Point/Counterpoint: Measure A - Fighting for Auburn’s future

Point/counterpoint: measure A
By: Kevin Hanley and Keith Nesbitt, guest columnists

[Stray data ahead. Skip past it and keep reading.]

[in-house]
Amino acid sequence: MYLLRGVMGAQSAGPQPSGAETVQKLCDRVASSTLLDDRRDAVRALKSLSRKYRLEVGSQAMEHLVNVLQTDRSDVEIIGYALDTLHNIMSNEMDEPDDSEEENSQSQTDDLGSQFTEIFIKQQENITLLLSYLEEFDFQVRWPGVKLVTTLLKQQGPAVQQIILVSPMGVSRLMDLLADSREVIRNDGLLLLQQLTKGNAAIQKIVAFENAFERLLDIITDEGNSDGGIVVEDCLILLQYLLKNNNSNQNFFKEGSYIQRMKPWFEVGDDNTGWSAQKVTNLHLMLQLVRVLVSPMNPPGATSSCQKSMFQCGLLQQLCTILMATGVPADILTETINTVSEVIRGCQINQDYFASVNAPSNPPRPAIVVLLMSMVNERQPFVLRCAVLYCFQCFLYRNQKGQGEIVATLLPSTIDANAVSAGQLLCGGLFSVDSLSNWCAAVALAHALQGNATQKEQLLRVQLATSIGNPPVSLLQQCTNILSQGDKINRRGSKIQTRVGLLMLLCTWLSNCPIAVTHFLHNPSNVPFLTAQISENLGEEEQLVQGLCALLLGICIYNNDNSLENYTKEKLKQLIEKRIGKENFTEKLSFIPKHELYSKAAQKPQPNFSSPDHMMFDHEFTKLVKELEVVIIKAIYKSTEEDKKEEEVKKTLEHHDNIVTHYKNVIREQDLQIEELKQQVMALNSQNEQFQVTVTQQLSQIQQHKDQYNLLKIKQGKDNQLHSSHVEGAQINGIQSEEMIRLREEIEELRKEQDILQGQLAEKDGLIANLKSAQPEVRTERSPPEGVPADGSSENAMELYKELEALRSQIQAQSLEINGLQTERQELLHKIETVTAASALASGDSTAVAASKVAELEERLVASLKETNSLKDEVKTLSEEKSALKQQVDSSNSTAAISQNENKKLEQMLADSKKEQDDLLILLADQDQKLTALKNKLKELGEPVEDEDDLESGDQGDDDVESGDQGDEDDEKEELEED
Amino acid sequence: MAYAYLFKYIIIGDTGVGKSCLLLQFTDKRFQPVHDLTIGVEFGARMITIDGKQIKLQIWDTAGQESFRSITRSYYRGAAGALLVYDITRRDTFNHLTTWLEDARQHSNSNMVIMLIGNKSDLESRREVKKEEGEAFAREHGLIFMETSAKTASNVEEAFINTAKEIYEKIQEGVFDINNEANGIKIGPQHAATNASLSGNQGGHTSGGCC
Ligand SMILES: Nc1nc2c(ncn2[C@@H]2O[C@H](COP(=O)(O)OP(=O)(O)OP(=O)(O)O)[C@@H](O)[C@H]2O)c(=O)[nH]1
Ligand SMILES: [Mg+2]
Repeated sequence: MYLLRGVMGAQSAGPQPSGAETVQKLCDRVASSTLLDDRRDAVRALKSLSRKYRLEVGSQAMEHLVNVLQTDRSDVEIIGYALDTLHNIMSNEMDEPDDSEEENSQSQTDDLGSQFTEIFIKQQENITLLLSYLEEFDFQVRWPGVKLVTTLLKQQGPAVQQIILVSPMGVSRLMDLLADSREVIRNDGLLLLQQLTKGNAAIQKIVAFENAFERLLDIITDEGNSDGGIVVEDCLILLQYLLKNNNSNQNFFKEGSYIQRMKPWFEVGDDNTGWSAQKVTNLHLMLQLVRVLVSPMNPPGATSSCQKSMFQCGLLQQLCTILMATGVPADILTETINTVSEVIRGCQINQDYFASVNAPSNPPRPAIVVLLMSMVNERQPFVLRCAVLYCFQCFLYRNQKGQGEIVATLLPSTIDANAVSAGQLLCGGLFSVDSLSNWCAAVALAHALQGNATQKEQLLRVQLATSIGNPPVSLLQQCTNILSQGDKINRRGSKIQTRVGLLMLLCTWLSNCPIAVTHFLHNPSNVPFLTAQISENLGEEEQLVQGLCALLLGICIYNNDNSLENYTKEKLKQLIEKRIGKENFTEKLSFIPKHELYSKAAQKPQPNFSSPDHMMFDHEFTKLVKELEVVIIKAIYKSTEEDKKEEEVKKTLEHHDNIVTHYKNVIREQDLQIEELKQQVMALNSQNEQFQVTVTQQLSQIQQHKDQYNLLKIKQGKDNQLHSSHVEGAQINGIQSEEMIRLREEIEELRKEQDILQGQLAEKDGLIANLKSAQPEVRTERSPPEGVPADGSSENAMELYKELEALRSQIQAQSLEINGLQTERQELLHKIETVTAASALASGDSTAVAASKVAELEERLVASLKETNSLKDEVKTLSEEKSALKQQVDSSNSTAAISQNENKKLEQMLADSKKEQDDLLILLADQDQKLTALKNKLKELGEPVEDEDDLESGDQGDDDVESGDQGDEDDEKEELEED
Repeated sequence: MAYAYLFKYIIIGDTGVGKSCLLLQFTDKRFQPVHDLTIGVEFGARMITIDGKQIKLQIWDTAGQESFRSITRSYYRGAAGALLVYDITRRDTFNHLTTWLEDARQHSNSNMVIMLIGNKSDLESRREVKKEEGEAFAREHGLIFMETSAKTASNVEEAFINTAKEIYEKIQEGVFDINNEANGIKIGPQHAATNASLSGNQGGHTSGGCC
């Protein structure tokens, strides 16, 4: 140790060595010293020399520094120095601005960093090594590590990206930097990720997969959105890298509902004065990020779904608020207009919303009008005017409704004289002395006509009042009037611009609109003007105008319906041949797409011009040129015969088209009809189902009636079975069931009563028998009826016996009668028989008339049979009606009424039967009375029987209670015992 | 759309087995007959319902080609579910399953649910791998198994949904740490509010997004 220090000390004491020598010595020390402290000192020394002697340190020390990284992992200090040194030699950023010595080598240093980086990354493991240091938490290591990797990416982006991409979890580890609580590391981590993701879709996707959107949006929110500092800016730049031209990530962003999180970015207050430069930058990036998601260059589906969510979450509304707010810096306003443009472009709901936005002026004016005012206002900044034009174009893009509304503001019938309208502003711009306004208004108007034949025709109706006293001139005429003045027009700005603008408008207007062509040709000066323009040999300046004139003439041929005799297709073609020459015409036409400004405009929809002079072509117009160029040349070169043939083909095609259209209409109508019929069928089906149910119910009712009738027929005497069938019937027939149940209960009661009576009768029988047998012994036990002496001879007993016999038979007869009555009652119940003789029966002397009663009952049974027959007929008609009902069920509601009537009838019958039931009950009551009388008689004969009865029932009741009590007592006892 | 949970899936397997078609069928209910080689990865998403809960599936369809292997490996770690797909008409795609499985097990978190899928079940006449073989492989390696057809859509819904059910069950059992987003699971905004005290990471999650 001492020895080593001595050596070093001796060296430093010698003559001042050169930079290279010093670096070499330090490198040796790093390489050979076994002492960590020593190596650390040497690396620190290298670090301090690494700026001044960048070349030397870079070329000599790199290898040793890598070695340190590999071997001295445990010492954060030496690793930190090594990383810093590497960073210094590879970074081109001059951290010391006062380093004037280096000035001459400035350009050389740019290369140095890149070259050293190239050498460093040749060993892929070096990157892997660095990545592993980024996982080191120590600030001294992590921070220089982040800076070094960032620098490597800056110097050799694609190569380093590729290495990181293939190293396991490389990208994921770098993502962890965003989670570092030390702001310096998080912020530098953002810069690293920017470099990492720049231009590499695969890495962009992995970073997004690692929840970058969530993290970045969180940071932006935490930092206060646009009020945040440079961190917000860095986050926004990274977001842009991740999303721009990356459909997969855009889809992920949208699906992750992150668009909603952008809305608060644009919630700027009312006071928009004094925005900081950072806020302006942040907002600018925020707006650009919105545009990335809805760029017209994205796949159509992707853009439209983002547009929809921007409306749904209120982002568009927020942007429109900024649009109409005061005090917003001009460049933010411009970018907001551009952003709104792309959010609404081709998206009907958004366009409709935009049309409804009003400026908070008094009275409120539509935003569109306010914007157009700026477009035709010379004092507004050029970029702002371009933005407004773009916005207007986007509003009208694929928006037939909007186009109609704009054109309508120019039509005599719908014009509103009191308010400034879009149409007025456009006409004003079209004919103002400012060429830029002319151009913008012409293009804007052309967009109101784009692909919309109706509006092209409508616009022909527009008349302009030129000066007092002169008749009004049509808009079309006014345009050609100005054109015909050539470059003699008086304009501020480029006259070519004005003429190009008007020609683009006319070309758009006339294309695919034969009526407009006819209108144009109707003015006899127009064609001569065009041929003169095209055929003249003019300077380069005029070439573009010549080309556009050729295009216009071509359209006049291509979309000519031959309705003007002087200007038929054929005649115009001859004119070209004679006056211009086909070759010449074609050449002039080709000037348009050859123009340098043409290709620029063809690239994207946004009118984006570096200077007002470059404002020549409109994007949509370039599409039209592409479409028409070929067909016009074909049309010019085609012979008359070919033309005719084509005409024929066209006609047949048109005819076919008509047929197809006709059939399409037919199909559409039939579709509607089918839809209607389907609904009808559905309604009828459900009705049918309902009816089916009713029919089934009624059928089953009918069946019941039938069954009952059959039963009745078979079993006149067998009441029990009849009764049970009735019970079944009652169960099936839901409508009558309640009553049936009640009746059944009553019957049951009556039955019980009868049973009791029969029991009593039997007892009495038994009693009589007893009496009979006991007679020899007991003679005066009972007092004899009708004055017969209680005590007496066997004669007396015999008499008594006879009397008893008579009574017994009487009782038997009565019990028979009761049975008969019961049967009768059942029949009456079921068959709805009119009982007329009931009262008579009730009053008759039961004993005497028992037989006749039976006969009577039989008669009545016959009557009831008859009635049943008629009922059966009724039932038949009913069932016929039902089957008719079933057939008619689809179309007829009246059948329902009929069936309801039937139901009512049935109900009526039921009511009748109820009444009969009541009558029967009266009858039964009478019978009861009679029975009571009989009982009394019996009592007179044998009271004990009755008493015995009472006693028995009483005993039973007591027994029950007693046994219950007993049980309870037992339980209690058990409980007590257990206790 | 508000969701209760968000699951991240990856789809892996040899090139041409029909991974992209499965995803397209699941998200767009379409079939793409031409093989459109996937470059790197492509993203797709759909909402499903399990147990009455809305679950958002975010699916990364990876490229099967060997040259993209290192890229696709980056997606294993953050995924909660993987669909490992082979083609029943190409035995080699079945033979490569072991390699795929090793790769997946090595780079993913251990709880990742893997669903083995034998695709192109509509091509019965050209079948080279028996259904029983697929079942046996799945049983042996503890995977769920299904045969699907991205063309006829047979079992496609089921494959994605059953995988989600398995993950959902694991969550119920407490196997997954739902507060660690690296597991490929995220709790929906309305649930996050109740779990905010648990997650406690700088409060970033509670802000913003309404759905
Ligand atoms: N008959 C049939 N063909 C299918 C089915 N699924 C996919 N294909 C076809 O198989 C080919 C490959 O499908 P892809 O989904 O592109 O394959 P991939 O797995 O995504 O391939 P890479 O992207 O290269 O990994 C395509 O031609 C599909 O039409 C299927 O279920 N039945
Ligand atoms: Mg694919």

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From now until Election Day on June 5, Auburn residents will have front-row seats in a replay of the David vs. Goliath story. The battle is about Measure A, “The Home Rule for Auburn Charter of 2012,” which will give Auburn residents more local control over how their city is run, save money for residents and business owners and permanently guarantee support for volunteers working on projects to improve the qualify of life in our small, historic town. Goliath is a Sacramento lobbyist group called the “California Alliance for Jobs,” which is funded by large corporations and unions. The author of the “Argument against Measure A,” which will be mailed to every Auburn voter in May, is the executive director of this Sacramento lobbyist group. The treasurer of “Preserve Auburn” is from Sacramento. The spokesman of “Preserve Auburn” is a professional campaign consultant who lives in Auburn (Note: The city in which the spokesman lives was changed to reflect his recent move to Auburn). To keep power in the hands of the pliable California Legislature, this Sacramento lobbyist group is about to unleash a $25,000 campaign to convince voters that the five people that they elected to the Auburn City Council are a bunch of crooks. Here’s the truth. For decades, Sacramento politicians have imposed expensive mandates on general law cities like Auburn and dictated how they spend your tax dollars. Like the frog in the boiling pot, the choice is to die slowly or jump out. So far, voters in 120 cities, including Roseville and Grass Valley, have taken advantage of the “home rule” provision of the California Constitution and become charter cities to maximize their local control. After a detailed 17-month analysis, the Auburn City Council voted 5-0 to support “The Home Rule For Auburn Charter of 2012” on the ballot for three practical reasons. First, Measure A would shift the power to solve local problems — from animal control to weed abatement — back into the hands of Auburn residents, who can hold members of the Auburn City Council accountable for their actions. For instance, Auburn is a flammable tinderbox and under threat every year from May until October. But state law forces the city to go through a time-consuming 90-day process to remove flammable wood fuels from properties that pose a danger to other residents and businesses. Measure A would give the Auburn City Council the option to craft an ordinance to take more timely action to prevent a catastrophic fire in Auburn. Secondly, Measure A will save homeowners, renters and business owners money by allowing the city to contract for sewer repairs using Placer County wage rates and local workers — Think Local First — rather than the artificially high wage rates set by Sacramento politicians and lobbyist groups. On July 12, 2010, city staff estimated that if Auburn had been a charter city before we contracted for the $4.38 million wastewater improvement project, that ratepayers would have saved $600,000 to $750,000. Given the fact that the city now faces $20 million in sewer repairs over the next six years, shouldn’t we ask Auburn voters to pass Measure A and help us try to save them over $2 million? Lastly, according to state law, on Jan. 1, 2017, the city will be prohibited from supporting volunteers unless they are paid the prevailing wage. Measure A will permanently exempt the city from this crazy state law so that Auburn volunteers can continue to work their magic. Gen. George S. Patton once said, “Better to fight for something than live for nothing.” Even though in the David vs. Goliath story, David was the underdog, we believe that we should fight for Auburn’s future. Keith Nesbitt is the mayor of Auburn. Kevin Hanley is the vice mayor of Auburn.